Thursday, April 30, 2009

Turkish diary in news coup

Turkish newspapers have reported in the last few days that a former commander of the Turkish armed forces, General Hilmi Özkök, has confirmed the existence of a coup plot in 2004. Allegations about such a coup were first made public in 2007 by a newspaper called Nokta which published extracts allegedly from the diary of Admiral Özden Örnek. Last year, The Diary Junction Blog ran two articles on this story when the editor of Nokta was taken to court for publishing the extracts. At the time, the coup allegations were being completely ignored by the authorities.

In 2007 ( The Diary Review wrote), the newsweekly Nokta (which subsequently closed down) published excerpts from a diary allegedly written by a former navy commander, Özden Örnek. The excerpts gave details of how Turkey narrowly escaped two military coups in 2004. Örnek himself was one of the coup plotters. He denied having written the diary entries and claimed they had been libelously attributed to him. During the course of a legal case against Nokta’s editor-in-chief, Alper Görmü, it was proven by a group of experts that the diaries did originate from Örnek’s computer. Görmü was subsequently acquitted of all charges.

At the time, the English-language newspaper, Today’s Zaman, drew strong conclusions from the case: ‘This acquittal implicitly verified the claims that top-ranking commanders of the army had been involved in attempts to stage coups. However, not even a single investigation has so far been launched against the coup plotters. This incident clearly indicates that even those who attempt stage coups are very well protected. To this day, none of those who have made these attempts have been investigated, despite very clear and open evidence, let alone tried.’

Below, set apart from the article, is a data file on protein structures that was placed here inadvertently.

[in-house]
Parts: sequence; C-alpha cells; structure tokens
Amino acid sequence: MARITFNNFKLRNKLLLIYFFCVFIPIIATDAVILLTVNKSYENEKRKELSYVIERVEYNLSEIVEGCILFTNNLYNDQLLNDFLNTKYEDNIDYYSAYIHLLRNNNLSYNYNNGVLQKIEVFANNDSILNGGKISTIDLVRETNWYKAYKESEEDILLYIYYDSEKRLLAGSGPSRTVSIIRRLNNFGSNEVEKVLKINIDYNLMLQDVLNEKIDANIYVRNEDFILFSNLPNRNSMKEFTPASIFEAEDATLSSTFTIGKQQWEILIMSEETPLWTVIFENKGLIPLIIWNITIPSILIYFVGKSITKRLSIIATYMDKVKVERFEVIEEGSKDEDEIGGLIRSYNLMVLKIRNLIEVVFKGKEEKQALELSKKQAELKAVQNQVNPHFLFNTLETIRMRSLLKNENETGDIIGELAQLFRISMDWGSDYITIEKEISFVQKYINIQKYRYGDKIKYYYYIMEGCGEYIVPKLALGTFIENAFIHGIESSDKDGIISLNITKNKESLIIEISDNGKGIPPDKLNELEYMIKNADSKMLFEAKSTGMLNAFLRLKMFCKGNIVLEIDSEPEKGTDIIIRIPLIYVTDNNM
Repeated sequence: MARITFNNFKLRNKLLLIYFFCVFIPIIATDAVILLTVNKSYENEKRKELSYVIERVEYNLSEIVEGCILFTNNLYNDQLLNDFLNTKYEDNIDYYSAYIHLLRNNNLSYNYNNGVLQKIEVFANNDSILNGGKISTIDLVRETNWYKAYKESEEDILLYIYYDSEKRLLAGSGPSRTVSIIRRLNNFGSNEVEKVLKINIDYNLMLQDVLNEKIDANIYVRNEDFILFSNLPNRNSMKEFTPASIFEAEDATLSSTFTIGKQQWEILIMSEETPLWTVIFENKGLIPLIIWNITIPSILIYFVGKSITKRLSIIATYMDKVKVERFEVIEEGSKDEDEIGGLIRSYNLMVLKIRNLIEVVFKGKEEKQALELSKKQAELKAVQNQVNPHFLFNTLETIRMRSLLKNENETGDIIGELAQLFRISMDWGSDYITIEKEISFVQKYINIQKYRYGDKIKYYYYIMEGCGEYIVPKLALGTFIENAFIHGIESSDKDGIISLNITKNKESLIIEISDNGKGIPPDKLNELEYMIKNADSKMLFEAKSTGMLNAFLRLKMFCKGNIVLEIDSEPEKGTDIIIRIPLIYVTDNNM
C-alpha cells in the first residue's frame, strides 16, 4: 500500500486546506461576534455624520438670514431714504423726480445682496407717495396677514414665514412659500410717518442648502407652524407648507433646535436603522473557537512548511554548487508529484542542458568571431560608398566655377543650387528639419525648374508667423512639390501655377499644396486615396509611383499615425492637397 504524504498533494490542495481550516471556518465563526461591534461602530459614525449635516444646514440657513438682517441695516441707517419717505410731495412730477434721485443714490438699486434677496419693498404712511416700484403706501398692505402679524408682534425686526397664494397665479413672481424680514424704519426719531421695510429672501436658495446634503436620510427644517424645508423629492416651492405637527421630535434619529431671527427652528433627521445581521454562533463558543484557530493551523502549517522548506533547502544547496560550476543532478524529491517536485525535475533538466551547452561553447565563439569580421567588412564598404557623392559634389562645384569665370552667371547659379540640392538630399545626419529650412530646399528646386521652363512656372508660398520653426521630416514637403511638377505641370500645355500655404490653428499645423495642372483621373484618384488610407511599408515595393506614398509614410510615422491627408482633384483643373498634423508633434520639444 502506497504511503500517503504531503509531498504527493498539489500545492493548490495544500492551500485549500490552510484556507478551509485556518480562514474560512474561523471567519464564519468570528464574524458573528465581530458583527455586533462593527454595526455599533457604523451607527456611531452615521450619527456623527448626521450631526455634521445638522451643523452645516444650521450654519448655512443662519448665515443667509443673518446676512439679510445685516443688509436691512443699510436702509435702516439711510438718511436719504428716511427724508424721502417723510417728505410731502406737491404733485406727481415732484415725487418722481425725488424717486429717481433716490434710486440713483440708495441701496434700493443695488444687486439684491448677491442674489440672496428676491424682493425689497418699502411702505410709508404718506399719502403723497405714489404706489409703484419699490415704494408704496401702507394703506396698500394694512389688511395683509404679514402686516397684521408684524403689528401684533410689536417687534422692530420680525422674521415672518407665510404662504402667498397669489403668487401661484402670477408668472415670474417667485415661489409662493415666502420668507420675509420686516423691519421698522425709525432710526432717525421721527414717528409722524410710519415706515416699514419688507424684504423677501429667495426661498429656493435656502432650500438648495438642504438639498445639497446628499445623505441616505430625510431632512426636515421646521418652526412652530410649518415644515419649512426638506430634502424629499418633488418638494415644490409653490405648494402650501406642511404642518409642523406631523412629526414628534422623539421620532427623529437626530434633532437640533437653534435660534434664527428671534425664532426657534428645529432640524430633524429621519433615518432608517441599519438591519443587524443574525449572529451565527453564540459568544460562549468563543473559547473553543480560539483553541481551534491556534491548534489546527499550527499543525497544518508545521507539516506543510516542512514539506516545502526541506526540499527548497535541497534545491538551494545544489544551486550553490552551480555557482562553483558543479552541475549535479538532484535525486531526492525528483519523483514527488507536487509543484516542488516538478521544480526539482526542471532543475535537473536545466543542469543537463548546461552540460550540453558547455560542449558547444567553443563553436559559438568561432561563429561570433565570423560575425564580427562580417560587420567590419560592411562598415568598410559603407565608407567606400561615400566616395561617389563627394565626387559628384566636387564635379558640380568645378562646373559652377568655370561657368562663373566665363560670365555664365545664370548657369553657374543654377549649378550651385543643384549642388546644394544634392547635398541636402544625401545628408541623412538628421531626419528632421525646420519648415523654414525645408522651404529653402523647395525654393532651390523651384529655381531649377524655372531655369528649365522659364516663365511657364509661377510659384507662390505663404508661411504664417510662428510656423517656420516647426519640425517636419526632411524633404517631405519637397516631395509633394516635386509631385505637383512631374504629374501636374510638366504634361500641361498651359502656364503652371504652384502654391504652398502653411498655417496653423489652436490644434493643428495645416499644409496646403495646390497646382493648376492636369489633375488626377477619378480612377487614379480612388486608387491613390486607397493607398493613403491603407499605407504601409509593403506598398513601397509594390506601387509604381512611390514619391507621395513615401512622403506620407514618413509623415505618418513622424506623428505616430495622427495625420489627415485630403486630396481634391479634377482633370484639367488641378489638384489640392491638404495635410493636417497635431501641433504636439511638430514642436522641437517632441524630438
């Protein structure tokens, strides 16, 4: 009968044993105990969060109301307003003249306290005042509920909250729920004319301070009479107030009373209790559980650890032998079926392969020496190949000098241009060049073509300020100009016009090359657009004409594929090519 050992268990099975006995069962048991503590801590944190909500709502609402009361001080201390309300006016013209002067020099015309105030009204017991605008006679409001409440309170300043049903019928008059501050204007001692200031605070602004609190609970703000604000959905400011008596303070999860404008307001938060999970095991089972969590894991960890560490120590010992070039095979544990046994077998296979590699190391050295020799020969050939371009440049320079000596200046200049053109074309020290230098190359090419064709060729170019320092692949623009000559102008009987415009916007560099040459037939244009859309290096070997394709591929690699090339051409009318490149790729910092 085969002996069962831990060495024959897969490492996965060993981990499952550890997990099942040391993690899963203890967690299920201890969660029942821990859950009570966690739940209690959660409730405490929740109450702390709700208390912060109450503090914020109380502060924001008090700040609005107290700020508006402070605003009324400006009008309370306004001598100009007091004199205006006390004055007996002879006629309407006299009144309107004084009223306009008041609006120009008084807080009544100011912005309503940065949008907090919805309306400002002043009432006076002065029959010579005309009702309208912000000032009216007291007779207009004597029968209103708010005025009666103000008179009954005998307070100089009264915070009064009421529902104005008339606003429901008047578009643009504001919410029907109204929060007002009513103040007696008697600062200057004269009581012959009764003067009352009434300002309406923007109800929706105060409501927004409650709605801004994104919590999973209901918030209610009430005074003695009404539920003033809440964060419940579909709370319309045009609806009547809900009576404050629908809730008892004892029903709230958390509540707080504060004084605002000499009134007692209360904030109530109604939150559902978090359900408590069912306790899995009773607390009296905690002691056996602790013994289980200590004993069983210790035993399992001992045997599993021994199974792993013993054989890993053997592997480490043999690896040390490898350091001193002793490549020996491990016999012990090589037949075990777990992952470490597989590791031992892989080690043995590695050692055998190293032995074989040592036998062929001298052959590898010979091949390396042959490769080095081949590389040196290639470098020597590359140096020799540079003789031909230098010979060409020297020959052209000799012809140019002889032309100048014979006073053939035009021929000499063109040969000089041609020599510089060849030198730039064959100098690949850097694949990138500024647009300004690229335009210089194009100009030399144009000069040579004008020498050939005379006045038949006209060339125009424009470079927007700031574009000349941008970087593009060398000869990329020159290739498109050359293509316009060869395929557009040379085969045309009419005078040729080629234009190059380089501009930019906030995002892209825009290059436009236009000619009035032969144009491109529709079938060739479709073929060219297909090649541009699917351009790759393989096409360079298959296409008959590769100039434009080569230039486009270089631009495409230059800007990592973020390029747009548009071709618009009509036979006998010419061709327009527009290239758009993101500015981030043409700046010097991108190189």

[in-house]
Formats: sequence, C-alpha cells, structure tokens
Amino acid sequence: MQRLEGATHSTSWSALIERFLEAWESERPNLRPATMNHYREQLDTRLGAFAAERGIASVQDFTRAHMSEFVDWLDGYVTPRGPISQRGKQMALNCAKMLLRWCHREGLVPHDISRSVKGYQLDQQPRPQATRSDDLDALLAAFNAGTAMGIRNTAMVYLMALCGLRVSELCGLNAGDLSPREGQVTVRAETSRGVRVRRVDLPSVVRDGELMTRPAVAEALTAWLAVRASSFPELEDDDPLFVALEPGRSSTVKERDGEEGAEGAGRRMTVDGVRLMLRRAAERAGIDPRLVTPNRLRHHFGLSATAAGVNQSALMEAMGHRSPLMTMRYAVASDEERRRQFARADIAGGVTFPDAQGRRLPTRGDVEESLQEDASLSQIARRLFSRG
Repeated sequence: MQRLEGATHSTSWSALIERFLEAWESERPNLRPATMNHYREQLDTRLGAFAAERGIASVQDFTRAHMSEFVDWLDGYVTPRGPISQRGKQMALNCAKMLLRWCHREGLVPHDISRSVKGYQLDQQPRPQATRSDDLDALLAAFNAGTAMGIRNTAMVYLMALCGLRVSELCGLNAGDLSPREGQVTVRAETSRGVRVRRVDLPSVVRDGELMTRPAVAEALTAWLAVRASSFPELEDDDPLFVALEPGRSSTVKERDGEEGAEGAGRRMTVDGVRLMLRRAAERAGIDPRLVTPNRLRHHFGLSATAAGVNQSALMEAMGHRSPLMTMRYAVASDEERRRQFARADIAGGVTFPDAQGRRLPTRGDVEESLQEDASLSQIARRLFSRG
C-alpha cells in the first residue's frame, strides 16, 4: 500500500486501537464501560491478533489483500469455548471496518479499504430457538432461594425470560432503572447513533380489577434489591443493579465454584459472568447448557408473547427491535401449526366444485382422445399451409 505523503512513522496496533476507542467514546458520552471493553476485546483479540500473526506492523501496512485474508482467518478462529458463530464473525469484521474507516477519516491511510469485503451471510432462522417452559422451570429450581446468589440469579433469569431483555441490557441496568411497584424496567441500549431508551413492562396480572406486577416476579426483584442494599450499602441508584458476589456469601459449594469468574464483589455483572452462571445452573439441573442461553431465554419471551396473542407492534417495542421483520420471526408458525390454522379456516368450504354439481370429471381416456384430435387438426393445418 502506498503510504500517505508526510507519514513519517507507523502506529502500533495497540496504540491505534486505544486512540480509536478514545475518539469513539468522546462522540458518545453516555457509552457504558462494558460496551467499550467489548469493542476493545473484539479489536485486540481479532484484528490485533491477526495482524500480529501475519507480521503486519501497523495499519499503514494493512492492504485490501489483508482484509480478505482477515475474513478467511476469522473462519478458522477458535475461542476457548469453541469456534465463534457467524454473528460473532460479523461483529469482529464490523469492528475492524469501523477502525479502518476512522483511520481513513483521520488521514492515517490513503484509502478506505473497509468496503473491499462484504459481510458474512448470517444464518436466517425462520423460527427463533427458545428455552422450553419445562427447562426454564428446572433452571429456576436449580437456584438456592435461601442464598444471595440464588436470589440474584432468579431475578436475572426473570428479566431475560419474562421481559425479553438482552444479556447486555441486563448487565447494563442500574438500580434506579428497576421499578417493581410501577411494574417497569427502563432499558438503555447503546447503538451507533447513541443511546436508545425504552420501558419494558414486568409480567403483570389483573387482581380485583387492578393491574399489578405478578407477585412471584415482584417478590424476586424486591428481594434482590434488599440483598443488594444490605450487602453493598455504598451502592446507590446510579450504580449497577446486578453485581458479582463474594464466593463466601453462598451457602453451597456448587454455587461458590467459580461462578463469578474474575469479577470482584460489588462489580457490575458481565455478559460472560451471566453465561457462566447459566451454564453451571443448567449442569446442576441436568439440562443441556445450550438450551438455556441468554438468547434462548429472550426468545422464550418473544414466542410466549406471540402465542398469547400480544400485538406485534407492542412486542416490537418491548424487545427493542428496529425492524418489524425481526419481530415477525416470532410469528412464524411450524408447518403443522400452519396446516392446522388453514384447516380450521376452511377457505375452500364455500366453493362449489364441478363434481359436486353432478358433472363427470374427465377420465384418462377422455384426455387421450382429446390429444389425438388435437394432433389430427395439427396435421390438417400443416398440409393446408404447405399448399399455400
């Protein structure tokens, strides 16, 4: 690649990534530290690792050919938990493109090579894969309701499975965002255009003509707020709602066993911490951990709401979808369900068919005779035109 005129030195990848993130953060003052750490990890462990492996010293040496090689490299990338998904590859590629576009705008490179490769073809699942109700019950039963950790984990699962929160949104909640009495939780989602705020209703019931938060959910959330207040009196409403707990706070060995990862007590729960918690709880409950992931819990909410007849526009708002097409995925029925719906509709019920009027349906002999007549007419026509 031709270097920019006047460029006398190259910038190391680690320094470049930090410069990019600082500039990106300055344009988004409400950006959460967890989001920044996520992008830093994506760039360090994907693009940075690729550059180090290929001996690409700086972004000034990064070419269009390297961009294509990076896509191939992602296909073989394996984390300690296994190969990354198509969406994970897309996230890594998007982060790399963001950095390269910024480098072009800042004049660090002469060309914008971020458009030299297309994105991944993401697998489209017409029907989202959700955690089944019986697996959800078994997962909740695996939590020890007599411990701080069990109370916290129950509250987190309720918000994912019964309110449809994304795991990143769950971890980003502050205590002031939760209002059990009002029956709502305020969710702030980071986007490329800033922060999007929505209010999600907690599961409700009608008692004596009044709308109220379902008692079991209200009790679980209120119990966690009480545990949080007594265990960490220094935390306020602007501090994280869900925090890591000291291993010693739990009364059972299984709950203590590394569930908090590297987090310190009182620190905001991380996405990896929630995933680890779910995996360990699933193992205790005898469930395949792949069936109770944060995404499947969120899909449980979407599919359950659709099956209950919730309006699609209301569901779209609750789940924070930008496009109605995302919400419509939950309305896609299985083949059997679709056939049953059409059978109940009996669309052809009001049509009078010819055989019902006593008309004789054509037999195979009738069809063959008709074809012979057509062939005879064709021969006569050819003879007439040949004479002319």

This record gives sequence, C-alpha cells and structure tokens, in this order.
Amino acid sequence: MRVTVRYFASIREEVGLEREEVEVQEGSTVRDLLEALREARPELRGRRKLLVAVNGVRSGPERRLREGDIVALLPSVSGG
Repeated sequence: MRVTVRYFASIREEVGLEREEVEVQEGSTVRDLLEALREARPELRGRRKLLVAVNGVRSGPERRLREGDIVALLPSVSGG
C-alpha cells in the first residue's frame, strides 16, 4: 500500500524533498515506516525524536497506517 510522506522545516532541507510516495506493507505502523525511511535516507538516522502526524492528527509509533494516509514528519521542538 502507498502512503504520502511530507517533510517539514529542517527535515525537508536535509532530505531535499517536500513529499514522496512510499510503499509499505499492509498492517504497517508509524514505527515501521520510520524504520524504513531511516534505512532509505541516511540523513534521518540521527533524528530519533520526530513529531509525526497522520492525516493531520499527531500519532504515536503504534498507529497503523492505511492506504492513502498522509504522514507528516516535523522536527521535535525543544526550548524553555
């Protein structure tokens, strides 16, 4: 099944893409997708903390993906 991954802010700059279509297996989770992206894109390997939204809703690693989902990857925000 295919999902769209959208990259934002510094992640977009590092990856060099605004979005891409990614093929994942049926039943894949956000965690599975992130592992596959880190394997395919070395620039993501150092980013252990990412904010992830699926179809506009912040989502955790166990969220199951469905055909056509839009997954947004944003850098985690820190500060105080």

Soon after, however, Turkish prosecutors did begin to look into the alleged coup, referred to as Ergenekon (see Wikipedia), and since then the case has been widely reported in the Turkish newspapers. Yesterday (29 April), Today’s Zaman reported that the prosecutors had secretly traveled to İzmir to take testimony from General Özkök, and the article gave some details:

‘In response to the prosecution’s question, “Have there been any coup plans during your term?” Özkök said, “Most of what has been detailed in the coup diaries is true. However, there are also sections I do not agree with. For example, Örnek has denied that the diaries belonged to him. If a commander is saying that these don't belong to him, I would respect his statement. However, some of the incidents mentioned there have transpired. I have observed myself that some of our friends in the Turkish Armed Forces felt great distrust and worry regarding the government. There was discord over how to express this unease some commanders felt.” ’

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